The primary challenge, then, is just to survive the next few months.

I am assuming that Russia does not want to annex Donetsk – what for? it’s a subsidized rustbelt – but to use it as a lever for federalization, the consequent development of tight links between the SE provinces and Russia, and eventually, possibly, their independence (Novorossiya) or outright annexation. This can be preempted by Kiev offering decentralization itself, but in a manner that minimizes the actual political autonomy offered to the provinces. Incidentally, this is EXACTLY what Yatsenyuk and co. are doing – they are not the naive, limp-wristed fools that many here take them for.

Since the current authorities do not enjoy legitimacy in the east, especially in Donetsk/Lugansk, using force now is a pretty stupid idea. Especially since the local siloviki have either defected, or are apathetic. I suppose Kiev can still use units from the far west or mercenaries, but that would be doubling down on the stupid. Let them occupy administrative buildings for the time being, while painting them as foreign agents who don’t represent the will of the people (which is, again, what is actually being done). Administrative functions can be moved elsewhere for the time being. Absolutely no fire orders to avoid giving Moscow any kind of excuse for more overt intervention. Take solace in the fact that, at least before February, the opinion polls showed that no more than a third of Donetsk residents – the most seccesionist province – actually wanted full independence/merging with Russia. In the meantime, all efforts should be focused on stabilizing the economy. If that doesn’t happen – worse, if Crimea flourishes against this backdrop – then Kiev might have to deal with a Maidan 3.0 before too long, and not in the east but on the streets of the capital itself. How to stabilize the economy? Short of the EU/US putting their money where their mouth is, it will have to open up serious discussions with Russia. And this will require concessions. You might not think that fair, but it’s a fact. At least for the time being, promise to halt EU integration, and pointedly ignore Crimea (don’t accept it as Russian, but also don’t make scenes about it). Yes, this will enrage the Maidan, but unless I seriously underestimate Right Sector’s power, the caretaker government should survive long enough to run the elections and hand the Presidency to Poroshenko.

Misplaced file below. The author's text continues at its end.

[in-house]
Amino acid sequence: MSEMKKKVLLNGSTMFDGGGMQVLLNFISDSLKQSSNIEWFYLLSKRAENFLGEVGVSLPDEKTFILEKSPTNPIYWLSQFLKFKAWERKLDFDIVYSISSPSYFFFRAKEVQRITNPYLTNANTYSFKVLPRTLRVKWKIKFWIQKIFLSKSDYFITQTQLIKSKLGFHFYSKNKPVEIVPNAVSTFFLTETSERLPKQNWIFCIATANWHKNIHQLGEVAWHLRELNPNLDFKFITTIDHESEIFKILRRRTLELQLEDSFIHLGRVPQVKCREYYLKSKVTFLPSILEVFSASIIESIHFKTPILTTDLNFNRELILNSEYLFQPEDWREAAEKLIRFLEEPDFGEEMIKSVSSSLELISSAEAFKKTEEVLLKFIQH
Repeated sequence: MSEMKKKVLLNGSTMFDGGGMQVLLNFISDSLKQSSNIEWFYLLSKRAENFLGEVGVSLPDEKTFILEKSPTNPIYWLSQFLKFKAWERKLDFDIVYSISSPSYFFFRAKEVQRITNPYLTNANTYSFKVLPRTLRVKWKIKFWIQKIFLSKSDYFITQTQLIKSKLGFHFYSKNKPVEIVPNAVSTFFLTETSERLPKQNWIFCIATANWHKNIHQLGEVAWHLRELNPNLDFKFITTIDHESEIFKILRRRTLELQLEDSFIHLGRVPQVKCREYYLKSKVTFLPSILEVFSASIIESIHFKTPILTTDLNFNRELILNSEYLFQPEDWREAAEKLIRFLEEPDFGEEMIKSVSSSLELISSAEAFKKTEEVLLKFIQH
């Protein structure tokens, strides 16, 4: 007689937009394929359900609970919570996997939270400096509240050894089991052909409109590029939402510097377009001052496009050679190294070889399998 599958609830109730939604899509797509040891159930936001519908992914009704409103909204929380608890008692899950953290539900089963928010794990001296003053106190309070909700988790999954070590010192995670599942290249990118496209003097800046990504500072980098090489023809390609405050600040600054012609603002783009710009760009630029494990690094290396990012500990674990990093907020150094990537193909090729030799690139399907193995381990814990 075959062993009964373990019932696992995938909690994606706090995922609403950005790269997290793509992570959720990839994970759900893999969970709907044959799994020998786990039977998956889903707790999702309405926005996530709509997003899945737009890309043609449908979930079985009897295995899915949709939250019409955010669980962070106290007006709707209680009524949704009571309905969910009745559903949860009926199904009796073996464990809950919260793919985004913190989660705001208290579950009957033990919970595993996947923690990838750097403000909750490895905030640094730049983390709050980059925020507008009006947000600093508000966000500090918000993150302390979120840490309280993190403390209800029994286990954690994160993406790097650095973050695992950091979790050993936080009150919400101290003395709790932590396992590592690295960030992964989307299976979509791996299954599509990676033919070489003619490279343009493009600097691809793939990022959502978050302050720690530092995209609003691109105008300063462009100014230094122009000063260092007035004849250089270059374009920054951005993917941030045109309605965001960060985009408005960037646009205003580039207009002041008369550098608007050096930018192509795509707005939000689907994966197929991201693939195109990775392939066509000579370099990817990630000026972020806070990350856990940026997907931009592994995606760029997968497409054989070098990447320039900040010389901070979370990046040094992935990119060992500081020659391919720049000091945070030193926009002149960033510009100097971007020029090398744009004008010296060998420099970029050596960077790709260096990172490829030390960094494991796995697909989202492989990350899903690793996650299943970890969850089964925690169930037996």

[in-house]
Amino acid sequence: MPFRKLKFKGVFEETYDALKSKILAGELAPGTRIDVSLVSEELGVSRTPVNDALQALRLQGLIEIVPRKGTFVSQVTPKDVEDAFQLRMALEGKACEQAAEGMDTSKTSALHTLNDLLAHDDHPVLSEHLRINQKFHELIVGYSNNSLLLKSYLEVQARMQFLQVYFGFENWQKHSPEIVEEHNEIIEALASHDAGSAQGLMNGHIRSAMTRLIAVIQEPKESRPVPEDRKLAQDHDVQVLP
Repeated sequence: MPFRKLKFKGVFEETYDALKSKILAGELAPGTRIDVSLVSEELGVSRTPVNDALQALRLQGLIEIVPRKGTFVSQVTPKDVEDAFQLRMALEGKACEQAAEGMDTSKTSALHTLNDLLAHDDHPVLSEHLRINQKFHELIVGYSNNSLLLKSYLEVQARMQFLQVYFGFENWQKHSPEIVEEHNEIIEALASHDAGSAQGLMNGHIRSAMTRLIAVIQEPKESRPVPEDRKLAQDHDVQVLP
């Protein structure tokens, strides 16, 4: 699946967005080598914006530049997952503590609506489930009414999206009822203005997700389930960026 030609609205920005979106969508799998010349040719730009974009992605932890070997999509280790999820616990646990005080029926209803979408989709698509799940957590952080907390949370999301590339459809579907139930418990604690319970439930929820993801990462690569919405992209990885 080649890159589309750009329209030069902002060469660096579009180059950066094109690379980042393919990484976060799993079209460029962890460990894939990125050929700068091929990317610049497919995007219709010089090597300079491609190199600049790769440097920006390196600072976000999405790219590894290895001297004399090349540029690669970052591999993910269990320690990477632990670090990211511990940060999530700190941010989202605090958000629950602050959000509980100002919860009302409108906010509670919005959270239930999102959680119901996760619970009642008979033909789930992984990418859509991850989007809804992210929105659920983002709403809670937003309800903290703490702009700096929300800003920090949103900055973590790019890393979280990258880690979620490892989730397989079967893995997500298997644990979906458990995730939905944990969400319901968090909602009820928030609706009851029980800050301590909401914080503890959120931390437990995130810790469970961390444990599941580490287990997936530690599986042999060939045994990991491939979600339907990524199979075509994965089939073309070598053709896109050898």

Once that is done, and full control over the country is regained as the effects of cadre replacements make themselves felt, promises made before can be broken (they can say they were made under duress, and/or that they were made by Turchinov, and Poroshenko is another Preisdent). As Kolomoysky said, “Promise the scum everything, then hang them.”

Russian Federation Sitrep 2014.04.03

 

THE FUTURE OF UKRAINE. The Ukraine of six months ago no longer exists; it has been destroyed by the scheming of Brussels and Washington. If there is to be something on the map named “Ukraine” at the end of the year that in anyway resembles what was there six months ago, Moscow’s plan must be adopted. Autonomy for the regions so that one half can’t bully the other half; minority language rights; neutrality, neither NATO nor Russia. As to Crimea, it is part of Russia; that is done. If it offends you to call this the Moscow plan, you may call it the Kissinger plan. If these principles are not accepted, and fairly soon, then by the end of the year south and east Ukraine (known as Novorossiya – New Russia – for two centuries) will be independent or part of Russia while rump Ukraine will be in full economic collapse and even civil war (and eventual absorption by Poland?). The only thing left undetermined will be the border of Novorossiya and rump Ukraine. None of this was necessary; all of it was predictable. (Here I am in December. But I claim no special prescience: everyone who knew anything about Ukraine knew it was fatal to the project to force an all-or-nothing choice. The West did this twice: ten years ago with NATO and now with an exclusive EU trade relationship, with NATO in the background). So here we are: hard times ahead for the citizens of any conceivable future Ukraine.